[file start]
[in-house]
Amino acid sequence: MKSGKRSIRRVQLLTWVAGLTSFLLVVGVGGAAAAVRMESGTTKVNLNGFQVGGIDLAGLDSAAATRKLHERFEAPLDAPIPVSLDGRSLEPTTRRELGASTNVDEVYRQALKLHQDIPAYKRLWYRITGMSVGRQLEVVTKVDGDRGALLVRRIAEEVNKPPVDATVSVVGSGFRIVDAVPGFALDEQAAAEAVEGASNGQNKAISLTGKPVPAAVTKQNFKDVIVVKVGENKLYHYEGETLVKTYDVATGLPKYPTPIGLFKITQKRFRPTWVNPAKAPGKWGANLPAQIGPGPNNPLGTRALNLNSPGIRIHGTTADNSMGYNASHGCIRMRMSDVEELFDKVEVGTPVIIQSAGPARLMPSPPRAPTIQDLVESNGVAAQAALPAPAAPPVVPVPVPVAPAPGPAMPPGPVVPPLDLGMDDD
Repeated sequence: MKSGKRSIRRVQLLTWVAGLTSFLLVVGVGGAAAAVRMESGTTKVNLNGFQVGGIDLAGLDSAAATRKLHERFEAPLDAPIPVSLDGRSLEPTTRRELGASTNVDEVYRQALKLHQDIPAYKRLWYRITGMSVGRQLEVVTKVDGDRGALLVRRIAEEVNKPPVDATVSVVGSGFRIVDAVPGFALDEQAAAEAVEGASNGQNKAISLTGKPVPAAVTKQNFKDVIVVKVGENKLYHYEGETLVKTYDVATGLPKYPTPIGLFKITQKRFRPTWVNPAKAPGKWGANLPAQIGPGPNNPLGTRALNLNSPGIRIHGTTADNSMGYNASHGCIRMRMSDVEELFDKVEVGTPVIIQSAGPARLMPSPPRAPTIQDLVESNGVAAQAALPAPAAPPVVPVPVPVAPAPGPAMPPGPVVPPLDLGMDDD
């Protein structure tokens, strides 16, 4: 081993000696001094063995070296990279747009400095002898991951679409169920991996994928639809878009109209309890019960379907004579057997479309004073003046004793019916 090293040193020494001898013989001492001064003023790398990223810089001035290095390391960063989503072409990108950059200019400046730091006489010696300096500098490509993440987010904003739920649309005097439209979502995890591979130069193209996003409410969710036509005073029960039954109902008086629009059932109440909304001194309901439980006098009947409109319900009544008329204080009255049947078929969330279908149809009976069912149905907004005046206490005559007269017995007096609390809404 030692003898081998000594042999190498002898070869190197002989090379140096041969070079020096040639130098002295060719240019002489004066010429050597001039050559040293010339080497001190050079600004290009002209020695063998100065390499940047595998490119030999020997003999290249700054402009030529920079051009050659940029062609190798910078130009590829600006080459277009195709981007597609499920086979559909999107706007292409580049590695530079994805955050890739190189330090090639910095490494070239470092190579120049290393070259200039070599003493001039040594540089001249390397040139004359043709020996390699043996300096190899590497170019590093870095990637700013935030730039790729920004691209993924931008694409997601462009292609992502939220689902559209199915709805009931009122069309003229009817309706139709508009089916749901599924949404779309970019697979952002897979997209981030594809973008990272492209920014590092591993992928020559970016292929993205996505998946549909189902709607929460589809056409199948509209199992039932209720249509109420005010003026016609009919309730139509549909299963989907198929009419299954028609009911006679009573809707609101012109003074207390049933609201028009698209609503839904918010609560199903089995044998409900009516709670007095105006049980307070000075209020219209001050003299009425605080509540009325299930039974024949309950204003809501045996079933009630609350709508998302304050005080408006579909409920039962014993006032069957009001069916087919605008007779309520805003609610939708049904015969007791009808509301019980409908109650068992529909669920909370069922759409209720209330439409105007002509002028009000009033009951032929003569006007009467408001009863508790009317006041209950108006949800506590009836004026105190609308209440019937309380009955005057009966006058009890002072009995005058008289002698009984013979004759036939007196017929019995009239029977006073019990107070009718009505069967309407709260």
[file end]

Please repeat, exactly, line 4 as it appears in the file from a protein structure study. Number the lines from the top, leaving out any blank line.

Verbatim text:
């Protein structure tokens, strides 16, 4: 081993000696001094063995070296990279747009400095002898991951679409169920991996994928639809878009109209309890019960379907004579057997479309004073003046004793019916 090293040193020494001898013989001492001064003023790398990223810089001035290095390391960063989503072409990108950059200019400046730091006489010696300096500098490509993440987010904003739920649309005097439209979502995890591979130069193209996003409410969710036509005073029960039954109902008086629009059932109440909304001194309901439980006098009947409109319900009544008329204080009255049947078929969330279908149809009976069912149905907004005046206490005559007269017995007096609390809404 030692003898081998000594042999190498002898070869190197002989090379140096041969070079020096040639130098002295060719240019002489004066010429050597001039050559040293010339080497001190050079600004290009002209020695063998100065390499940047595998490119030999020997003999290249700054402009030529920079051009050659940029062609190798910078130009590829600006080459277009195709981007597609499920086979559909999107706007292409580049590695530079994805955050890739190189330090090639910095490494070239470092190579120049290393070259200039070599003493001039040594540089001249390397040139004359043709020996390699043996300096190899590497170019590093870095990637700013935030730039790729920004691209993924931008694409997601462009292609992502939220689902559209199915709805009931009122069309003229009817309706139709508009089916749901599924949404779309970019697979952002897979997209981030594809973008990272492209920014590092591993992928020559970016292929993205996505998946549909189902709607929460589809056409199948509209199992039932209720249509109420005010003026016609009919309730139509549909299963989907198929009419299954028609009911006679009573809707609101012109003074207390049933609201028009698209609503839904918010609560199903089995044998409900009516709670007095105006049980307070000075209020219209001050003299009425605080509540009325299930039974024949309950204003809501045996079933009630609350709508998302304050005080408006579909409920039962014993006032069957009001069916087919605008007779309520805003609610939708049904015969007791009808509301019980409908109650068992529909669920909370069922759409209720209330439409105007002509002028009000009033009951032929003569006007009467408001009863508790009317006041209950108006949800506590009836004026105190609308209440019937309380009955005057009966006058009890002072009995005058008289002698009984013979004759036939007196017929019995009239029977006073019990107070009718009505069967309407709260």